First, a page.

As I shared in an earlier post, after participating in Brian Crimmins, CZT’s “Dingbatz” class at Tangle U, I have been hooked. These little pieces of art (real name – dingbatS) were used in olden times by artists, publishers, etc. to decorate pages of books, manuscripts, etc. We’ve all seen these before, but probably never paid them much mind. Rick and Maria, Zentangle creators, came up with a Zentangle-influenced way to create these little gems – therein dingbatZ (with a Z). Using the small details of dingbatS, but incorporating Zentangle-inspired patterns for the art. They are addicting. So much so that within two weeks of Brian starting a Facebook page just for dingbatZ, there are over 1,000 members!!!
I treated myself to a beautiful, hand made journal to hold all my dingbatz drawings. This journal came from River Twist in Jamestown, NC – owned by Jan Galloni, CZT. I was afraid to “mess it up” when I received it, but finally just opened it up wide – didn’t start at the front! – and started dingbatzing! Here’s my first two pages. This is definitely going to be an upcoming class – SO MUCH FUN! I’ve already decorated Mother’s Day and Birthday envelopes, along with inside their cards, with my little drawings. Just a nice personal touch to people you care about – and you make it yourself!
Last Sunday at Icarus Creative Arts, five of us came together to tangle us some trivets ….. 7″ cork trivets covered with a Kraft-tex “zendala style” tile. I decided to draw out the string ahead of time to save on class time as sometimes two hours is barely enough time to finish a class. I wanted to get their tiles adhered to the cork before they left.
Our pattern was quite geometric, almost bordering on the concept of “zen buttons”. After our tangling was finished, we used Sakura Gelly Roll pens to give the trivet color. The Kraft-tex paper is similar to the Levi jeans “tag”. I was introduced to this medium by Wendy Gray, CZT, who shared this project with the local CZT’s in San Diego last Christmas. The Kraft-tex, when used with the Sakura Micron pens and gelly rolls, holds up to a wet glass being placed on it – no smearing from water droplets! (Think how long those Levi tags last on the back of the jeans – outlive the jeans themselves!)
Next up, in June, is “Found & Tangled Words” – a Zentangle spin on Found Poetry. Should be a lot of fun. If you’ve taken your “Basic Class” from a CZT, come join in this class. That is the only pre-requisite. All supplies will be provided, and Icarus is a peaceful, relaxing (and stimulating) studio to create our beautiful art!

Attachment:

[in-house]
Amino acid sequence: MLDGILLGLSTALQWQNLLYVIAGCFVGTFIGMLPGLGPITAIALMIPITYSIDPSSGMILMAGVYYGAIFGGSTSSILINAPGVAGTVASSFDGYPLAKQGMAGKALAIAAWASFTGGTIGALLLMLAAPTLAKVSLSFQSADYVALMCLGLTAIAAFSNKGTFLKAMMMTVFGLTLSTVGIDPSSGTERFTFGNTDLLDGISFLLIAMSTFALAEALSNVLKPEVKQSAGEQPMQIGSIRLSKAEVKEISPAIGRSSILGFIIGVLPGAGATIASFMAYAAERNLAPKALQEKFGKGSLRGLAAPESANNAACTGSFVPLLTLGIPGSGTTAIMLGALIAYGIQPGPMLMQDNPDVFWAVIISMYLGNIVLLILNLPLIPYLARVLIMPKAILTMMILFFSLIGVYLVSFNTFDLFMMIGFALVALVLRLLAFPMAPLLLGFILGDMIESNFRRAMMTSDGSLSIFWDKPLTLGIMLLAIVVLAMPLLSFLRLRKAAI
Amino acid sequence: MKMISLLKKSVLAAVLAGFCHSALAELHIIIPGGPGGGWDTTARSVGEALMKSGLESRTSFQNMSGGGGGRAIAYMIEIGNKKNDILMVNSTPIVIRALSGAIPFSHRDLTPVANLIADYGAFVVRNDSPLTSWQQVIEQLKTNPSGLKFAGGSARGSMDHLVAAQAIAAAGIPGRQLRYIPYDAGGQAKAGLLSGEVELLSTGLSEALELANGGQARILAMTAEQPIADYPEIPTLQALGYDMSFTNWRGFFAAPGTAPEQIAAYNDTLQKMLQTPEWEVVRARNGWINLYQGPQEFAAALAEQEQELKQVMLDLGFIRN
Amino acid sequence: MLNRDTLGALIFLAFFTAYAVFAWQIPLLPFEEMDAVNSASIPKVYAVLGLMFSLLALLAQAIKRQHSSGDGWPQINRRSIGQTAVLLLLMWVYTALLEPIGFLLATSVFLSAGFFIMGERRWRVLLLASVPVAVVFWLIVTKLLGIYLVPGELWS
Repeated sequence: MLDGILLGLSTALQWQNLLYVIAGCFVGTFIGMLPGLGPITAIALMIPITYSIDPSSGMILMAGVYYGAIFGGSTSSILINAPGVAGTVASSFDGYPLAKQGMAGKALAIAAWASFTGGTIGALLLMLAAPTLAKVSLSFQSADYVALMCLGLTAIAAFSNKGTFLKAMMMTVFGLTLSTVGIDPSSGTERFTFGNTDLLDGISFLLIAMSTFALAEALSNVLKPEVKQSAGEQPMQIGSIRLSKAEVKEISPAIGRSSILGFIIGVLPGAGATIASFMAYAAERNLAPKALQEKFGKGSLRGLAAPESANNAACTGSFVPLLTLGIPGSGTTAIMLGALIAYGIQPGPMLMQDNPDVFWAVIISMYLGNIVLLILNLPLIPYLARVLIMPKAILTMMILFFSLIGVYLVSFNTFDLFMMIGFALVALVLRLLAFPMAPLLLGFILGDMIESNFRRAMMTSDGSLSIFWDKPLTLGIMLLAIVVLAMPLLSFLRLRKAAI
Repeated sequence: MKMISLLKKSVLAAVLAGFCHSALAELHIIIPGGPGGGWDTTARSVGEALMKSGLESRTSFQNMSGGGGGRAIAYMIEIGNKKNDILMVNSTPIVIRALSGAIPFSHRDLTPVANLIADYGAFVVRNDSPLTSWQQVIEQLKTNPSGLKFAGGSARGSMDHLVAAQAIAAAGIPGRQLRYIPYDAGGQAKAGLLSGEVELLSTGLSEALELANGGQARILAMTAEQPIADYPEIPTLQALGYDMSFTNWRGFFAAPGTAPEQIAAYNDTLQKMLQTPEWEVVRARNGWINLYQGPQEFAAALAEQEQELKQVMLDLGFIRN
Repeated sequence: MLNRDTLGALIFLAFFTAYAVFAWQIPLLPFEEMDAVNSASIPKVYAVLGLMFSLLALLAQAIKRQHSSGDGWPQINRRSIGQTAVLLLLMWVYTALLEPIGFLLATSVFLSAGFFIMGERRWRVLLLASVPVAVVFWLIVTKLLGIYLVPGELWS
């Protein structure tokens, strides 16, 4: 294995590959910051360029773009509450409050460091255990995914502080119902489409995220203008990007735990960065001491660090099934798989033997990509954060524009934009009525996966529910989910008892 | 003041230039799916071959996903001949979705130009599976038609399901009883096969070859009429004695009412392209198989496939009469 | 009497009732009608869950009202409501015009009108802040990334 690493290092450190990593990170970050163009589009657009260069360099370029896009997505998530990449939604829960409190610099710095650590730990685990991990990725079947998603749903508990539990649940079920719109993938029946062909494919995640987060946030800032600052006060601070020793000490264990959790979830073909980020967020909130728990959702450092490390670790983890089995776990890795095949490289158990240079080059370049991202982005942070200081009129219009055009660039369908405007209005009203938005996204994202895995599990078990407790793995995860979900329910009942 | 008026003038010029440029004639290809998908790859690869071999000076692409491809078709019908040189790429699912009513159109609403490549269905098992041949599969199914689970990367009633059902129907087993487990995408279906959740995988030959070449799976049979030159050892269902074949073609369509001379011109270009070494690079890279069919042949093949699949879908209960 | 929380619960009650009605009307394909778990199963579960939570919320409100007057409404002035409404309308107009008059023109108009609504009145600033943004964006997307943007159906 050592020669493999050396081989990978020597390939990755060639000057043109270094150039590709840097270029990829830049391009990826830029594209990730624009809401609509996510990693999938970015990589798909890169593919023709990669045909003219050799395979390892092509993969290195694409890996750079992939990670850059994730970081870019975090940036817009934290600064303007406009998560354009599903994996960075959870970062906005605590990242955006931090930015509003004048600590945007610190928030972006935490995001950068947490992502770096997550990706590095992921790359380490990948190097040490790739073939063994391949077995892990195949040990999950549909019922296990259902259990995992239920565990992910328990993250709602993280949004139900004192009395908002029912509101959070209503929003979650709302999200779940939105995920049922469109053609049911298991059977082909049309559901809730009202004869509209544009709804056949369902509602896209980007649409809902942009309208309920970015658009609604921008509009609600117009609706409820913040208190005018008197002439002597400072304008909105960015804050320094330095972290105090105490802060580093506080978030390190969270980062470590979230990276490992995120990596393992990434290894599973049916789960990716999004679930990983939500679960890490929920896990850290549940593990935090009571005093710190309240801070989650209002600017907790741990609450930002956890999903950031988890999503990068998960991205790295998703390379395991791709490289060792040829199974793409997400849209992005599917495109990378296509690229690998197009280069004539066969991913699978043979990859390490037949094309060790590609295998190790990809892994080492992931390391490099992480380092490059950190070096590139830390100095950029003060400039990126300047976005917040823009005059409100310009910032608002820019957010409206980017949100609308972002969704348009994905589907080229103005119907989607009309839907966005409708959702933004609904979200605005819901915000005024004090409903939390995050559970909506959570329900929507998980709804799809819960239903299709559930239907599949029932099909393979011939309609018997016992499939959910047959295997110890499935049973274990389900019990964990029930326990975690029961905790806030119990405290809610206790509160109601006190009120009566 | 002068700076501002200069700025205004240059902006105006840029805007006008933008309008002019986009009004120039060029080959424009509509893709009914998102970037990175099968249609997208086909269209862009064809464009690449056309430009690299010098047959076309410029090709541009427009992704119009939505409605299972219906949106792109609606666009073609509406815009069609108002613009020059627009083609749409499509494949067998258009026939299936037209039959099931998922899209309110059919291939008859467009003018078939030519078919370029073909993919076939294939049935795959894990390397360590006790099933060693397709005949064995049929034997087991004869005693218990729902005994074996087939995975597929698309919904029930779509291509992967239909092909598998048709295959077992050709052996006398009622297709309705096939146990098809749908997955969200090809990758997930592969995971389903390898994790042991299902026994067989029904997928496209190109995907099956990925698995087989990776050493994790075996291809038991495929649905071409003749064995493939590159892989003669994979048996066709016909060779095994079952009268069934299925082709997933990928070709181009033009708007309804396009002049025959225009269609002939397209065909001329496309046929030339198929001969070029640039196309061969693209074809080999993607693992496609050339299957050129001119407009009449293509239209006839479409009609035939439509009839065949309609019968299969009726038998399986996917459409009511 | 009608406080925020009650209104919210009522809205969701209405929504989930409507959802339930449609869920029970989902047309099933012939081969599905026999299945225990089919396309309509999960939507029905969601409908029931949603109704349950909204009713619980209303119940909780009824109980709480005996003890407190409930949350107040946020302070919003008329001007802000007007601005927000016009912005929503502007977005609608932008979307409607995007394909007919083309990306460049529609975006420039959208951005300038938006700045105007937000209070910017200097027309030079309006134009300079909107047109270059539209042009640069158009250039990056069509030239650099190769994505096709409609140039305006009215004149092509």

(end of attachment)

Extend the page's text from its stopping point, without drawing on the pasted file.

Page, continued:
I’ve just returned from Portland, Oregon and attending “Tangle U 2018”. Tangle U is a gathering of CZT’s from far and wide, coming together to learn new techniques and ideas for our Zentangle practices. It was attended by about 125 people this year and held in downtown Portland. It was a very good time, meeting new people and learning new things.
The teachers for Tangle U are Certified Zentangle Teachers. The classes I attended featured Marie Browning, Eni Oken, Brian Crimmins, Annie Reiser, Kim VanZyll and Sampada Agarwal. All classes offered something different, however, we were able to tie different pieces from each class within each project!
In the evenings when classes are over, there is “studio time” where everyone can meet to socialize, tangle, or learn something new. This is where I met Terri Oliver Young from Corpus Christi, Texas. She was teaching a few other ladies how to draw feathers (courtesy of Amanda Clifford) so I jumped in. So much fun!!!
After four days of tangling, my poor eyes were tired and getting hard to focus when I looked at things far away. It was a great time, but it was also great to get back home. Look for new classes with some of the ideas I’ve just learned!
Sunday afternoon was spent at Icarus Creative Arts Studio tangling Zentangle-Inspired “African Mudcloths”. This technique involved pre-prepped paper, black, brown and white inks. Six ladies and “Fama” (another Canine Companion in Training) joined in.
I prepared the paper before class as it takes a little time – sprayed with water, then crumpled over and over until it becomes cloth-like, and then the paper is ironed out so you can put a pen to it. All in all, we used ten different patterns to create our 8×10 piece. These patterns included Bateek, Pinch, Inapod, Printemps, Riverstone, Fassett, Bee-Light, C-Stem, Courant and Croon.
(she was precious – just weeks away from meeting her “Forever” Companion)
Liliana & Teri
Judi & Marilyn
Judy & Linda
(bad photographer – me!)